Home > Publications . Search All . Browse All . Country . Browse PSC Pubs . PSC Report Series

PSC In The News

RSS Feed icon

Stern, Novak, Harlow, and colleagues say compensation due Californians forcibly sterilized under eugenics laws

Burgard and Seelye find job insecurity linked to psychological distress among workers in later years

Former PSC trainee Jay Borchert parlays past incarceration and doctoral degree into pursuing better treatment of inmates

More News

Highlights

Savolainen wins Outstanding Contribution Award for study of how employment affects recidivism among past criminal offenders

Giving Blueday at ISR focuses on investing in the next generation of social scientists

Pfeffer and Schoeni cover the economic and social dimensions of wealth inequality in this special issue

PRB Policy Communication Training Program for PhD students in demography, reproductive health, population health

More Highlights

Next Brown Bag

Mon, Jan 23, 2017 at noon:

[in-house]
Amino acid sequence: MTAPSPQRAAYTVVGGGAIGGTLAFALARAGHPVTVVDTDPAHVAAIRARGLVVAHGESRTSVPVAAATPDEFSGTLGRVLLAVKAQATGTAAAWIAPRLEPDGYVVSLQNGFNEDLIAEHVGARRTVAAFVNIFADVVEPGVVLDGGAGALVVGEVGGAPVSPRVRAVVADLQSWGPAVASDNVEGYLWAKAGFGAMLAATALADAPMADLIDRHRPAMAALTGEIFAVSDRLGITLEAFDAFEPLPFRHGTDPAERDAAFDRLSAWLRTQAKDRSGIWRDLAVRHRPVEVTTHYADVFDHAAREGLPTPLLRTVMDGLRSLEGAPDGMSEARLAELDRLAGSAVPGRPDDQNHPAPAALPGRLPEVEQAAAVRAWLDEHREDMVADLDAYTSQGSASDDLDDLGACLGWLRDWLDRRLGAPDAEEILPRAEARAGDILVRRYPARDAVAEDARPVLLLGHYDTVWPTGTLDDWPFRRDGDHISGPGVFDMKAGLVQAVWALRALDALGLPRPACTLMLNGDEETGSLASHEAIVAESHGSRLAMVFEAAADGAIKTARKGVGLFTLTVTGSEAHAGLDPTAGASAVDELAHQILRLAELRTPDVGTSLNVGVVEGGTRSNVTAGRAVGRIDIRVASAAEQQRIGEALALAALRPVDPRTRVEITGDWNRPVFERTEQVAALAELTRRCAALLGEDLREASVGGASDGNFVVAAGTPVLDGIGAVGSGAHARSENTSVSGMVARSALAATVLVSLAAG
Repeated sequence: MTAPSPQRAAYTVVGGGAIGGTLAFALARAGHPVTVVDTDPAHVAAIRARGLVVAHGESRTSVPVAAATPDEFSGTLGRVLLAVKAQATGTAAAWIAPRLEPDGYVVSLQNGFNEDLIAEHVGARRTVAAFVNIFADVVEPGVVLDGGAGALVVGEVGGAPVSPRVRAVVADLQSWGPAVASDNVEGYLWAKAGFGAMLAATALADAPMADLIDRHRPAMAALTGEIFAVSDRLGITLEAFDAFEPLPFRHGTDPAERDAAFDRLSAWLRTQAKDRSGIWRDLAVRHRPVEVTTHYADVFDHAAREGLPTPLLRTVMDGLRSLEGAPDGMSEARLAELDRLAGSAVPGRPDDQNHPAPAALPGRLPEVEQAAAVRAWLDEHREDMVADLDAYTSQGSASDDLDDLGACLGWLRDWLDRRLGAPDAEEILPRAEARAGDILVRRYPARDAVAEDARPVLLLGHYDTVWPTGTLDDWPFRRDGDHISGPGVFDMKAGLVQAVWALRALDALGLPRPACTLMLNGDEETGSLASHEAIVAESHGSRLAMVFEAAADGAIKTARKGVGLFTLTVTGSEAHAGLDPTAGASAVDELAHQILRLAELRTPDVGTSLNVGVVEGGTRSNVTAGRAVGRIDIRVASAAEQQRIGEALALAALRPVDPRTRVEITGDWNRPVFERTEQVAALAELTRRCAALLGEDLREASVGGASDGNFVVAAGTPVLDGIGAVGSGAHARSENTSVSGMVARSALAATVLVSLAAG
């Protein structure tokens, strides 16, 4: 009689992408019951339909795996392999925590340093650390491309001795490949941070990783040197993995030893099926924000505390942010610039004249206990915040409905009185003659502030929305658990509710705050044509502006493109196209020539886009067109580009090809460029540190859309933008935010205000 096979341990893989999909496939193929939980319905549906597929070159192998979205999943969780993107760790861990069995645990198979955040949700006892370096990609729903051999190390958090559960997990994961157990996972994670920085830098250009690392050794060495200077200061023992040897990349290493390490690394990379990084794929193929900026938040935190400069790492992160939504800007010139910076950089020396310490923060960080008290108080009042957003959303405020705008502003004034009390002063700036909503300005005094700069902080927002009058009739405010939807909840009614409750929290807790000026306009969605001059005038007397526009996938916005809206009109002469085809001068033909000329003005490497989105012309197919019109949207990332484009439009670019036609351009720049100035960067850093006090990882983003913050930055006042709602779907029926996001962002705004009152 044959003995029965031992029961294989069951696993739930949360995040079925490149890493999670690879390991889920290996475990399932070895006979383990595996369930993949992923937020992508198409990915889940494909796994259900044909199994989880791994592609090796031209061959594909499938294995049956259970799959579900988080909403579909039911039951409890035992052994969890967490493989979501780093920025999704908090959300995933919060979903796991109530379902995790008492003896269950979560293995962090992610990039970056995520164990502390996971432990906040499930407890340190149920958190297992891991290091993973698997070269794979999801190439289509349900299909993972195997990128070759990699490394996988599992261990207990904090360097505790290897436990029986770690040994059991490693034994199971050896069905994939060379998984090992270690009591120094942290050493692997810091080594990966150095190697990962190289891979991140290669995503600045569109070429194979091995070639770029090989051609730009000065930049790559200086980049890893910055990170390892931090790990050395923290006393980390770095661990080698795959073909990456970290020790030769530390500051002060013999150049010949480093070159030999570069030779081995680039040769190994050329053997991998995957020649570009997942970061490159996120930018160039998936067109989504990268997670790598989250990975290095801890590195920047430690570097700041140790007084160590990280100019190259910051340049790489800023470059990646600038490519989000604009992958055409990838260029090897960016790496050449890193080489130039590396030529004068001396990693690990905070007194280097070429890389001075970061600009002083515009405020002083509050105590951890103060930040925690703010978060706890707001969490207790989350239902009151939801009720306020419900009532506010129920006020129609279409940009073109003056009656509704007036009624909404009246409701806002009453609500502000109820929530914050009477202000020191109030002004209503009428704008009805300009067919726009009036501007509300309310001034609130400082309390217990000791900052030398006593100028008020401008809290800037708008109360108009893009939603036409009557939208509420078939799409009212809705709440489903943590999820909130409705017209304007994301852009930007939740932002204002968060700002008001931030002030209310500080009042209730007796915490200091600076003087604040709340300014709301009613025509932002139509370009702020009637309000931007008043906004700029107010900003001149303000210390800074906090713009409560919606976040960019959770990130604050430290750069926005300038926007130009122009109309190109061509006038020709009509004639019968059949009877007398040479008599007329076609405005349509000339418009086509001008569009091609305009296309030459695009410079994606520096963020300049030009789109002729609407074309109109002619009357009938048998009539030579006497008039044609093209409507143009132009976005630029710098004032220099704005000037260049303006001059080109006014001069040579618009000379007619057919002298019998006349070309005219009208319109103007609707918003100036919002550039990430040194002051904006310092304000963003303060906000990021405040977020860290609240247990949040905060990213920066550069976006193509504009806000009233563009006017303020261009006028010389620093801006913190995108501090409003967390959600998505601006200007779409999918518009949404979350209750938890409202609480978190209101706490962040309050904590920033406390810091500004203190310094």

H. Luke Shaefer

Harvests and Business Cycles in Nineteenth-Century America

Publication Abstract

Davis, Joseph H., Christopher Hanes, and Paul W. Rhode. 2009. "Harvests and Business Cycles in Nineteenth-Century America." Quarterly Journal of Economics, 124(4): 1675-1727.

Most major American industrial business cycles from around 1880 to the First World War were caused by fluctuations in the size of the cotton harvest due to economically exogenous factors such as weather. Wheat and corn harvests did not affect industrial production; nor did the cotton harvest before the late 1870s. The unique effect of the cotton harvest in this period can be explained as an essentially monetary phenomenon, the result of interactions between harvests, international gold flows, and high-powered money demand under America's gold-standard regime of 1879–1914.

DOI:10.1162/qjec.2009.124.4.1675 (Full Text)

Country of focus: United States of America.

Browse | Search : All Pubs | Next